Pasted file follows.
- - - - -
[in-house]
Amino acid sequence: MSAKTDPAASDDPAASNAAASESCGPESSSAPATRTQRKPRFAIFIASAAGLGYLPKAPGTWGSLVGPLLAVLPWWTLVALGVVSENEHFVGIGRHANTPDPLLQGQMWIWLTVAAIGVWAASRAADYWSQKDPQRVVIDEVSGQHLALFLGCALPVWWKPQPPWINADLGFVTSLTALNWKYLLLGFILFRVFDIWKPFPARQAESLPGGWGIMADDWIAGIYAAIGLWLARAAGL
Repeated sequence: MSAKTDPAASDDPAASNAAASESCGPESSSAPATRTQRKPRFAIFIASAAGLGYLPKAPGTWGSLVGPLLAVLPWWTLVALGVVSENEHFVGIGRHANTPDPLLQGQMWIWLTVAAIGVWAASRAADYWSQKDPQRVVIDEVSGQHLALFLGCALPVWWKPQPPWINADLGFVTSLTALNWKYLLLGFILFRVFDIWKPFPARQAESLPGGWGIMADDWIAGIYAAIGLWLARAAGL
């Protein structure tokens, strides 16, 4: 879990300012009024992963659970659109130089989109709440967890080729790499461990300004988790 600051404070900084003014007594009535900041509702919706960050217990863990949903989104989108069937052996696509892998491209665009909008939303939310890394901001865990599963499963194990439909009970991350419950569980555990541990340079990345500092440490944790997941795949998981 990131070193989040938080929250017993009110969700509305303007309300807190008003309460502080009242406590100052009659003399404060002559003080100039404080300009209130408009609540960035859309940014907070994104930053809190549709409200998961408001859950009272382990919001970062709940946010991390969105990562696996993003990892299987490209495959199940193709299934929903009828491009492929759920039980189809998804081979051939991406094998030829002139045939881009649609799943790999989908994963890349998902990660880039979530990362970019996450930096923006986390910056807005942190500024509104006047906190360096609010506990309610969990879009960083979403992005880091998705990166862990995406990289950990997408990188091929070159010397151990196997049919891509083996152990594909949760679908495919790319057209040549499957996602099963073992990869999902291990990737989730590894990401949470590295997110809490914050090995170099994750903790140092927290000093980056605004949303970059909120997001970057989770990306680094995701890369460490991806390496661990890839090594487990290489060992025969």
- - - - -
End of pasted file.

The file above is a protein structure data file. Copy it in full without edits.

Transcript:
[in-house]
Amino acid sequence: MSAKTDPAASDDPAASNAAASESCGPESSSAPATRTQRKPRFAIFIASAAGLGYLPKAPGTWGSLVGPLLAVLPWWTLVALGVVSENEHFVGIGRHANTPDPLLQGQMWIWLTVAAIGVWAASRAADYWSQKDPQRVVIDEVSGQHLALFLGCALPVWWKPQPPWINADLGFVTSLTALNWKYLLLGFILFRVFDIWKPFPARQAESLPGGWGIMADDWIAGIYAAIGLWLARAAGL
Repeated sequence: MSAKTDPAASDDPAASNAAASESCGPESSSAPATRTQRKPRFAIFIASAAGLGYLPKAPGTWGSLVGPLLAVLPWWTLVALGVVSENEHFVGIGRHANTPDPLLQGQMWIWLTVAAIGVWAASRAADYWSQKDPQRVVIDEVSGQHLALFLGCALPVWWKPQPPWINADLGFVTSLTALNWKYLLLGFILFRVFDIWKPFPARQAESLPGGWGIMADDWIAGIYAAIGLWLARAAGL
């Protein structure tokens, strides 16, 4: 879990300012009024992963659970659109130089989109709440967890080729790499461990300004988790 600051404070900084003014007594009535900041509702919706960050217990863990949903989104989108069937052996696509892998491209665009909008939303939310890394901001865990599963499963194990439909009970991350419950569980555990541990340079990345500092440490944790997941795949998981 990131070193989040938080929250017993009110969700509305303007309300807190008003309460502080009242406590100052009659003399404060002559003080100039404080300009209130408009609540960035859309940014907070994104930053809190549709409200998961408001859950009272382990919001970062709940946010991390969105990562696996993003990892299987490209495959199940193709299934929903009828491009492929759920039980189809998804081979051939991406094998030829002139045939881009649609799943790999989908994963890349998902990660880039979530990362970019996450930096923006986390910056807005942190500024509104006047906190360096609010506990309610969990879009960083979403992005880091998705990166862990995406990289950990997408990188091929070159010397151990196997049919891509083996152990594909949760679908495919790319057209040549499957996602099963073992990869999902291990990737989730590894990401949470590295997110809490914050090995170099994750903790140092927290000093980056605004949303970059909120997001970057989770990306680094995701890369460490991806390496661990890839090594487990290489060992025969």